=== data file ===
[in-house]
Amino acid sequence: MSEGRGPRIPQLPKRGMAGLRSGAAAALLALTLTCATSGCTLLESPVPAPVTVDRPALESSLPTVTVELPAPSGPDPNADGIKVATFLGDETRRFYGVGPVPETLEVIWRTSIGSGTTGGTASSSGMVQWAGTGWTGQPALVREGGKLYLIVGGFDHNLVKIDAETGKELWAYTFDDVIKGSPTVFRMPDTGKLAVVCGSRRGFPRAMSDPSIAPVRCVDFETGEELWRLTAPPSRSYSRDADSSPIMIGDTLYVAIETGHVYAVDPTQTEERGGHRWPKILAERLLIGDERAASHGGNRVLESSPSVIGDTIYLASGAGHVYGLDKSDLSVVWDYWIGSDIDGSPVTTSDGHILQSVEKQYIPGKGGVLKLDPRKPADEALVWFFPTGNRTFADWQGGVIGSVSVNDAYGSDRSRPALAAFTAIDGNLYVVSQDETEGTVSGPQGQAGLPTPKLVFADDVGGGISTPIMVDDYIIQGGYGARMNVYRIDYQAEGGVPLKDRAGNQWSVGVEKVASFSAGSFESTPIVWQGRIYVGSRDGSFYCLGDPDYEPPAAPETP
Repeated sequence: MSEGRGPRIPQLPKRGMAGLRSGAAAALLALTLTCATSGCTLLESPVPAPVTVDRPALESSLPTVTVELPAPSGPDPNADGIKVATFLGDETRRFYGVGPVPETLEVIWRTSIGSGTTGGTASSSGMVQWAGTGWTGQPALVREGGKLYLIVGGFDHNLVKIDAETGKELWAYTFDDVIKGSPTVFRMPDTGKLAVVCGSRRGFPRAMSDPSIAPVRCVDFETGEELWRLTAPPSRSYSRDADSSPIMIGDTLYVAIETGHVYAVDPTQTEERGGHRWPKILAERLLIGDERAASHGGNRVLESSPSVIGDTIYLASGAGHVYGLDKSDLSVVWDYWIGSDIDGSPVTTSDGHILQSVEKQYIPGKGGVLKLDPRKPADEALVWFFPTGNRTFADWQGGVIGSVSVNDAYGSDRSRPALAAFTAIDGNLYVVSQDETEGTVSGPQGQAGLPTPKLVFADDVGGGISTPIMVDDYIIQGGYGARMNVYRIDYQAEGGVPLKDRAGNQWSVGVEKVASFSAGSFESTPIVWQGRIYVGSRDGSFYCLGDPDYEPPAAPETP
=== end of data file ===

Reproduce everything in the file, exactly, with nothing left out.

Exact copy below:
[in-house]
Amino acid sequence: MSEGRGPRIPQLPKRGMAGLRSGAAAALLALTLTCATSGCTLLESPVPAPVTVDRPALESSLPTVTVELPAPSGPDPNADGIKVATFLGDETRRFYGVGPVPETLEVIWRTSIGSGTTGGTASSSGMVQWAGTGWTGQPALVREGGKLYLIVGGFDHNLVKIDAETGKELWAYTFDDVIKGSPTVFRMPDTGKLAVVCGSRRGFPRAMSDPSIAPVRCVDFETGEELWRLTAPPSRSYSRDADSSPIMIGDTLYVAIETGHVYAVDPTQTEERGGHRWPKILAERLLIGDERAASHGGNRVLESSPSVIGDTIYLASGAGHVYGLDKSDLSVVWDYWIGSDIDGSPVTTSDGHILQSVEKQYIPGKGGVLKLDPRKPADEALVWFFPTGNRTFADWQGGVIGSVSVNDAYGSDRSRPALAAFTAIDGNLYVVSQDETEGTVSGPQGQAGLPTPKLVFADDVGGGISTPIMVDDYIIQGGYGARMNVYRIDYQAEGGVPLKDRAGNQWSVGVEKVASFSAGSFESTPIVWQGRIYVGSRDGSFYCLGDPDYEPPAAPETP
Repeated sequence: MSEGRGPRIPQLPKRGMAGLRSGAAAALLALTLTCATSGCTLLESPVPAPVTVDRPALESSLPTVTVELPAPSGPDPNADGIKVATFLGDETRRFYGVGPVPETLEVIWRTSIGSGTTGGTASSSGMVQWAGTGWTGQPALVREGGKLYLIVGGFDHNLVKIDAETGKELWAYTFDDVIKGSPTVFRMPDTGKLAVVCGSRRGFPRAMSDPSIAPVRCVDFETGEELWRLTAPPSRSYSRDADSSPIMIGDTLYVAIETGHVYAVDPTQTEERGGHRWPKILAERLLIGDERAASHGGNRVLESSPSVIGDTIYLASGAGHVYGLDKSDLSVVWDYWIGSDIDGSPVTTSDGHILQSVEKQYIPGKGGVLKLDPRKPADEALVWFFPTGNRTFADWQGGVIGSVSVNDAYGSDRSRPALAAFTAIDGNLYVVSQDETEGTVSGPQGQAGLPTPKLVFADDVGGGISTPIMVDDYIIQGGYGARMNVYRIDYQAEGGVPLKDRAGNQWSVGVEKVASFSAGSFESTPIVWQGRIYVGSRDGSFYCLGDPDYEPPAAPETP